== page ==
When performing decomposition, it is best to group elements so as to minimize coupling between groups.
Coupling can be thought of as communication between groups, or knowledge of what’s going on within other groups, or dependencies of one group on another.
Note that loose coupling is desirable, whether the groups under consideration are teams of developers, or packages of data and methods.
Loose coupling tends to maximize the freedom of each group to handle its own work without consideration for what’s going on in other groups.
Loose coupling frequently offers a way to make internal improvements to one object or group without necessitating concomitant changes to other objects/groups that communicate with the first, thus minimizing the “ripple effects” of changes.
When decomposing the staff of developers needed on large projects, the idea of loose coupling results in the formation of relatively small, self-managed teams that contain all the resources they need to work relatively independently.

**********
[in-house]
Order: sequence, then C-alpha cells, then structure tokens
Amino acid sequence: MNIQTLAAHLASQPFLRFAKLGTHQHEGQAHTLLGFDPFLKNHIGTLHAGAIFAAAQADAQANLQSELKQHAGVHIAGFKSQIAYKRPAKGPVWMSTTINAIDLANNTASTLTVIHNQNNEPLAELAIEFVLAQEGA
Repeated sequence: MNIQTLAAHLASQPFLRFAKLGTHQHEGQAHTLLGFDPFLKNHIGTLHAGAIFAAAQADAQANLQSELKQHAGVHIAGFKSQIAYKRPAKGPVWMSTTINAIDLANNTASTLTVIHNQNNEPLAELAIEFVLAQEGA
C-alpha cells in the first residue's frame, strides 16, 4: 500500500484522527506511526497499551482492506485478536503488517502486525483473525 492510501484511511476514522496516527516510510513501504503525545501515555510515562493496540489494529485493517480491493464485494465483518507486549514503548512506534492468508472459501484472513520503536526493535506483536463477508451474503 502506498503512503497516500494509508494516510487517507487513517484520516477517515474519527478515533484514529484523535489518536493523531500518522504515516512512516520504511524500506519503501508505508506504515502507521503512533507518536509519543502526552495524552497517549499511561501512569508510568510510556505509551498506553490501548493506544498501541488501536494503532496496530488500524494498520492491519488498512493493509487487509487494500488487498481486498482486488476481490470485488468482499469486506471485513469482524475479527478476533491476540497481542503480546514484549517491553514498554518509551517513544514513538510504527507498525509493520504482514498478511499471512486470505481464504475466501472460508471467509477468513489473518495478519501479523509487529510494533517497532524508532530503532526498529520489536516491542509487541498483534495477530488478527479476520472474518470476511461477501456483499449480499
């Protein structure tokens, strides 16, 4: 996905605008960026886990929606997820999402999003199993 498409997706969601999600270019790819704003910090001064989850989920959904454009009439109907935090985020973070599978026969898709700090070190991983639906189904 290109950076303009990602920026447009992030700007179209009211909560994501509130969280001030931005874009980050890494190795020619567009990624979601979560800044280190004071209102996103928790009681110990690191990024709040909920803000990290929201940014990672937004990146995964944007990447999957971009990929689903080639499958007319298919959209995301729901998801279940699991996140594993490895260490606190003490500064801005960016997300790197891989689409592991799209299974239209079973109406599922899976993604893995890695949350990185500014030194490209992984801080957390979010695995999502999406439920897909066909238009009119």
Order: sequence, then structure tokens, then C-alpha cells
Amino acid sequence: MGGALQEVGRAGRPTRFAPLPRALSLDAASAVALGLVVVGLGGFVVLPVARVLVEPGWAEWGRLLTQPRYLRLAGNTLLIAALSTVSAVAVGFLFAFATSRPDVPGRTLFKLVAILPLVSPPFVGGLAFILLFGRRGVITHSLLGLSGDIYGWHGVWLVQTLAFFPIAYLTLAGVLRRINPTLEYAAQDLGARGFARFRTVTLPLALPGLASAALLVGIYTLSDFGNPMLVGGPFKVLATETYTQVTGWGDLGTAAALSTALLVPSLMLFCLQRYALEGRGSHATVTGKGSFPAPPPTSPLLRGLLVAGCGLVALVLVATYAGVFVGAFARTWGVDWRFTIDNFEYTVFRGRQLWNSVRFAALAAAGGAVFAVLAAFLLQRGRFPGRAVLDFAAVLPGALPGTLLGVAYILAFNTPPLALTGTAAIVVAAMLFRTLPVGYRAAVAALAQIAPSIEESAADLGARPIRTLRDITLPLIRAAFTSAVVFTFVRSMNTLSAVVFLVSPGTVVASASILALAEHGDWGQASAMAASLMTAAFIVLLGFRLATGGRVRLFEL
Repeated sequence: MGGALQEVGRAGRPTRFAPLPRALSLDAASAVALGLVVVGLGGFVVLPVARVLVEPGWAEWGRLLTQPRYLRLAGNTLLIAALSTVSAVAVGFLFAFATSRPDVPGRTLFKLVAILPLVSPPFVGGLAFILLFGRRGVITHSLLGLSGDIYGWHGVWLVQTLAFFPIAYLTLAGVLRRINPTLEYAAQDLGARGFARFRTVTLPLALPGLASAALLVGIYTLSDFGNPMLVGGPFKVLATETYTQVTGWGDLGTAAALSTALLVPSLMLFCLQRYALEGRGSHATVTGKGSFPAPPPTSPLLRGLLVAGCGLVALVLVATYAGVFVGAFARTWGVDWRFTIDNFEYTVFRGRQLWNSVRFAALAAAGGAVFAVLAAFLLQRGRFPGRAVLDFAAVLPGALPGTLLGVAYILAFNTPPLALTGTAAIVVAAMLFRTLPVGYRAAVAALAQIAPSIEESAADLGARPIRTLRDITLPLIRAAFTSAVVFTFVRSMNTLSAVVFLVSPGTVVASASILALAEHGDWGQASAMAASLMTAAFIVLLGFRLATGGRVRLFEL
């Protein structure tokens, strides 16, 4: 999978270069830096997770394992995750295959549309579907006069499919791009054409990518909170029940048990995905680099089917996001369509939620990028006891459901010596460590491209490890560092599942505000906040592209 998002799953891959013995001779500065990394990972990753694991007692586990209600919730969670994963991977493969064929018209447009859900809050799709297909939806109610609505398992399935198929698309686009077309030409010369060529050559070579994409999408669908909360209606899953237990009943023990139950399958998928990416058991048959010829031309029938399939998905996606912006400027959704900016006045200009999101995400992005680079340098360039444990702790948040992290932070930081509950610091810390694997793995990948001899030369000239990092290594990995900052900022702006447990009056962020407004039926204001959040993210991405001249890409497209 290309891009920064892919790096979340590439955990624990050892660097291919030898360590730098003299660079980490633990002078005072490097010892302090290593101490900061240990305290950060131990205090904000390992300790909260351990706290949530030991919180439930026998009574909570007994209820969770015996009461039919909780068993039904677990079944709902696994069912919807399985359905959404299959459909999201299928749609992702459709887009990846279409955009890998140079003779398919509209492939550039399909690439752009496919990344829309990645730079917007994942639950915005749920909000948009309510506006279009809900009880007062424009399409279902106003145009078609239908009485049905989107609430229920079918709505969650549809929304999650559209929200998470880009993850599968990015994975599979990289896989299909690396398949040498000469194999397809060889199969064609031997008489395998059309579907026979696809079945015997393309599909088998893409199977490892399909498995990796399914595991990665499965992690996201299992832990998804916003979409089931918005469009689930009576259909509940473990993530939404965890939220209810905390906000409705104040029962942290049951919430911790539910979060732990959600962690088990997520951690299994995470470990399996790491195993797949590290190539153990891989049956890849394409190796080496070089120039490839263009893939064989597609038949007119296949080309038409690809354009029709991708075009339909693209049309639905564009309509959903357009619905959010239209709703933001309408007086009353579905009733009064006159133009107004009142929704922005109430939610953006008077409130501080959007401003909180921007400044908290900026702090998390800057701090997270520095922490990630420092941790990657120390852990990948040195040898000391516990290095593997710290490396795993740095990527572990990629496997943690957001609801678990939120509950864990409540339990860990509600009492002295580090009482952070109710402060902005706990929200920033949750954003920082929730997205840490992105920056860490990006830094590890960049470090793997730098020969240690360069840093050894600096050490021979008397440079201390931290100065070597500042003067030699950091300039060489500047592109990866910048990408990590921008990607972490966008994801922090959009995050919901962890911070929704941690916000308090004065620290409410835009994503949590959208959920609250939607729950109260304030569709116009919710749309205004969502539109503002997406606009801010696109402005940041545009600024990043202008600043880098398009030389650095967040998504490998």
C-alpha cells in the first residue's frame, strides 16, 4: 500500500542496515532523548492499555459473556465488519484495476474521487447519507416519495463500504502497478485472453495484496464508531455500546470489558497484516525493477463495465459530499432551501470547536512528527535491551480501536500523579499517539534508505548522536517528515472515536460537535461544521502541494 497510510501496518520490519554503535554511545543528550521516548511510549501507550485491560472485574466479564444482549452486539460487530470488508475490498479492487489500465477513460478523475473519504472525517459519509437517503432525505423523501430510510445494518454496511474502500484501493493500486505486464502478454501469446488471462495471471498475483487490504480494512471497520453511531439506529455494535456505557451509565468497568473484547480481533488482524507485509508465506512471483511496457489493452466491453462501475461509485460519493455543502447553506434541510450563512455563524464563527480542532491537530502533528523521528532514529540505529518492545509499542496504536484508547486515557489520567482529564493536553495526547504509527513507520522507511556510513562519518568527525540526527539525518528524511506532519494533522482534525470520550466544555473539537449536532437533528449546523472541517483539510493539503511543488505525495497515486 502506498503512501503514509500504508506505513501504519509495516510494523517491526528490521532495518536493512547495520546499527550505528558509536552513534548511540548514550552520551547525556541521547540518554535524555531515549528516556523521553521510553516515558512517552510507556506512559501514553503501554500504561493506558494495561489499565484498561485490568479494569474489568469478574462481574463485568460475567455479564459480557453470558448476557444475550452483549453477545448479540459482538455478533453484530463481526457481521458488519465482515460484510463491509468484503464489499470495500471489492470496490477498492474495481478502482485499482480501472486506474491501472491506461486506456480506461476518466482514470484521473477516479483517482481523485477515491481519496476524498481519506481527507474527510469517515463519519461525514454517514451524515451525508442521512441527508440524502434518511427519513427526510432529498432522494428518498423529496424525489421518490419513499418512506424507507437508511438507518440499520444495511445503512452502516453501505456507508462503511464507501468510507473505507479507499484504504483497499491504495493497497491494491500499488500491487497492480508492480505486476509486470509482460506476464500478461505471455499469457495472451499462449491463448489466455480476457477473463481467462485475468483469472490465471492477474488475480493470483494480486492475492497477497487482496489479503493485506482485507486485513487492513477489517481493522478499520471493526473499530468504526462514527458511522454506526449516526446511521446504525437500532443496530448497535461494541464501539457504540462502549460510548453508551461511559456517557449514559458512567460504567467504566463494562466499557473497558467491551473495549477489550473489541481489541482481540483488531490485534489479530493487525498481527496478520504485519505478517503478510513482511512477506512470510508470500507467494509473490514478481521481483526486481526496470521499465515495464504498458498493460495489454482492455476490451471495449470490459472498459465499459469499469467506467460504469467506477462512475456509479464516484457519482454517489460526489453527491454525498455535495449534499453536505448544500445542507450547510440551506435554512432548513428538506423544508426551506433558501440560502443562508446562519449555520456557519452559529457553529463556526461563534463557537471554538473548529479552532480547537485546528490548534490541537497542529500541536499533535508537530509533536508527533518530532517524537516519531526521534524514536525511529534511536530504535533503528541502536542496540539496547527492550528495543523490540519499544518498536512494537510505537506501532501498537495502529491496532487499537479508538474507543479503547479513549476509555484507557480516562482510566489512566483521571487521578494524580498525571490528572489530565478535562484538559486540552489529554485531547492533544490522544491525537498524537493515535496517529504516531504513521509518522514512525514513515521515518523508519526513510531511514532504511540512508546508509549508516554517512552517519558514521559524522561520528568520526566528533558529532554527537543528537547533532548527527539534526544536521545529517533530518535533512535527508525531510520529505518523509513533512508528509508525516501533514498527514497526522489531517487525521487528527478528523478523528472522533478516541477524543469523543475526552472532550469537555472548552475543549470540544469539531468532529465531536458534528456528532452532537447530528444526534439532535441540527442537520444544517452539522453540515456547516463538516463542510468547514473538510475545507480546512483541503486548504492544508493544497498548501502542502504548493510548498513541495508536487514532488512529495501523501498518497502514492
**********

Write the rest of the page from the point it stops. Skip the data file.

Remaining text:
Postel’s Law can be thought of as another means of supporting loose coupling:
Be conservative in what you do; be liberal in what you accept from others.
This admonition, for both software interfaces and human ones, encourages us to stick to the straight and narrow in our own behavior, but be tolerant of minor quirks in others. For more on this topic, see the Pagan Tuna post, “Reflections on Postel’s Law.”
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